You might think that hockey would be a bigger draw for patrons than soccer at sports bars and other hospitality venues pretty much all across Canada. But on Commercial Drive during World Cup years, soccer gives the national sport a run for its money at restaurants, bars and traditional Italian cafés.
“Soccer is huge, which is crazy for me,” said Caroline Levy, general manager of St. Augustine’s Craft Brew House and Kitchen. “Hockey, we used to get a ton of [customers], and we’re in Stanley Cup playoffs so we’ll get some, but I think because soccer doesn’t have a big cup every year, that’s why we’re seeing more soccer fans come out.”
Except for its women’s hockey games, the Pyeongchang Olympics were not much of a draw for the Commercial Drive restaurant, Levy said. But that’s not the case any time there’s a big soccer game. During the recent UEFA (Union of European Football Associations) Champions League soccer tournament, she said the restaurant was fully reserved weeks in advance.
Despite the absence of the U.S. and perennial powerhouse teams from Italy and Holland in this year’s World Cup, bar and restaurant owners on Commercial Drive hope the tournament will still draw soccer fans to their establishments.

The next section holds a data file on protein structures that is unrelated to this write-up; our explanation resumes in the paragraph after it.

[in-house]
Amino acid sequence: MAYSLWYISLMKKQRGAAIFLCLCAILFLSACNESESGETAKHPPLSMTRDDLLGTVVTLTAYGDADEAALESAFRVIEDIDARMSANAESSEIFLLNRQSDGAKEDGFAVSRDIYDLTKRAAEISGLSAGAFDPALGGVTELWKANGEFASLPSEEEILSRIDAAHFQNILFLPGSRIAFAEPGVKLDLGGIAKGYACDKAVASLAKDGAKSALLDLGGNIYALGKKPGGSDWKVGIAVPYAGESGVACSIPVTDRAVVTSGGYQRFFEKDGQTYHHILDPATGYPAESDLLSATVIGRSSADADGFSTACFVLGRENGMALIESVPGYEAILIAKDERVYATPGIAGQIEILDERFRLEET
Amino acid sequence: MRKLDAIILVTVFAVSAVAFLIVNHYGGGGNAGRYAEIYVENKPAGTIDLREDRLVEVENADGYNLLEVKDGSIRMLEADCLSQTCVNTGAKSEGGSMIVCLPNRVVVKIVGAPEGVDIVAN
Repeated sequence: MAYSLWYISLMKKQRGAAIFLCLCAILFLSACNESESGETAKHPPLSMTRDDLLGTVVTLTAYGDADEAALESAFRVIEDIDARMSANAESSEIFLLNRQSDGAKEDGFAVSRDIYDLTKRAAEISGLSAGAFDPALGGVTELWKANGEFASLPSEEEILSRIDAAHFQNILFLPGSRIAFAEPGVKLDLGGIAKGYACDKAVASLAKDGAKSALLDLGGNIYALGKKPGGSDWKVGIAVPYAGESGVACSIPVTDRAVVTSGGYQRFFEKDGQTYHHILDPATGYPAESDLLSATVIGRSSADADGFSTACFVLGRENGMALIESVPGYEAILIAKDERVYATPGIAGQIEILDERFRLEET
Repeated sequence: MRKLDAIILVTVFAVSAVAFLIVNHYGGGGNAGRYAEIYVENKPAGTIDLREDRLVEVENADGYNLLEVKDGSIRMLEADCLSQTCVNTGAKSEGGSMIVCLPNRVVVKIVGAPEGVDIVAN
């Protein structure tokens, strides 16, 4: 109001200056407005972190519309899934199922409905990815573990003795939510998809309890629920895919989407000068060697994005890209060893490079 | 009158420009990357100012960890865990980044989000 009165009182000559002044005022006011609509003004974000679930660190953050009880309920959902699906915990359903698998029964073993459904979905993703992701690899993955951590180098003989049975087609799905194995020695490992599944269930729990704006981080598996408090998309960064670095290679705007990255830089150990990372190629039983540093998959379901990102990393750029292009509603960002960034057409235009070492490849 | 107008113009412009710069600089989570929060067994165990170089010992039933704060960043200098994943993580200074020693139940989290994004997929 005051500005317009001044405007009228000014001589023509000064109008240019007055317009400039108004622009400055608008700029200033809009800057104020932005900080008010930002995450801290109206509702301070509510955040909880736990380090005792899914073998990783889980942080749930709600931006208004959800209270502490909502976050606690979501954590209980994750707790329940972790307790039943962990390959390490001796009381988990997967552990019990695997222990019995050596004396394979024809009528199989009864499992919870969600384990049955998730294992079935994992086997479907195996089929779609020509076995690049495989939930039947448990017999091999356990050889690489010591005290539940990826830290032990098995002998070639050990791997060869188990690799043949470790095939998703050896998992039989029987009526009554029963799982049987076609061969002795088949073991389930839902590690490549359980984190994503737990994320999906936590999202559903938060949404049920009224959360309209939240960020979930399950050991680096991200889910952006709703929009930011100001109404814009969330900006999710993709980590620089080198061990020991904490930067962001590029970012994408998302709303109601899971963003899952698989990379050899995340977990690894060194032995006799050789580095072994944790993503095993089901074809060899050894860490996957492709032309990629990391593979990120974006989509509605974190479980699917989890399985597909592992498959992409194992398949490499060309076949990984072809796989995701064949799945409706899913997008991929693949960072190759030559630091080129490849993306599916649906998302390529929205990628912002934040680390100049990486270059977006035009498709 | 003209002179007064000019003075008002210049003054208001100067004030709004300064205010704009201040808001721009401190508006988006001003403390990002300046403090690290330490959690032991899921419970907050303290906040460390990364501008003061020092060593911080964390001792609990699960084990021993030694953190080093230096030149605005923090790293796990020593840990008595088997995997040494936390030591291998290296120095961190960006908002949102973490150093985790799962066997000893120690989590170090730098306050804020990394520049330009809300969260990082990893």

Vancouver’s Little Italy along the north end of Commercial Drive has long been the city’s soccer celebration hub. But without Italy’s presence in the World Cup, will that attendance be affected?
“It definitely will; Italy is one of our biggest crowds here,” Levy said. “It is a disappointment that Italy isn’t in, but we have a huge South American fan base here on the Drive that comes in for the games; Portugal is huge, and Germany is a huge fan base for us here as well.”
St. Augustine’s schedules its hours around the games with large fan bases in the area, she said.
Italy’s failure to qualify for the 2018 World Cup in Russia is not the only thing that could hurt attendance at city bars and restaurants.
During the last World Cup in 2014, the time difference between Vancouver and host country Brazil was only a few hours. This year the tournament is scattered across three western Russian time zones. The games start as early as 3 a.m. Vancouver time, adding another hurdle for restaurants struggling to attract similar numbers of patrons as in 2014.
Though many of the games take place during pre-dawn West Coast B.C. hours, Levy’s restaurant does not intend to apply for extended liquor service hours. It is opting, instead, to focus on games that start at 11 a.m. or later. However, that could change when it gets to World Cup quarter- and semifinal rounds.
And while the time difference between Vancouver and Russia might have discouraged St. Augustine’s from opening earlier and applying for an extended-hours liquor licence, according to City of Vancouver data, the municipality has received and approved three applications for extended operating hours for this year’s World Cup. That’s one more than was approved during the 2014 Brazil World Cup. •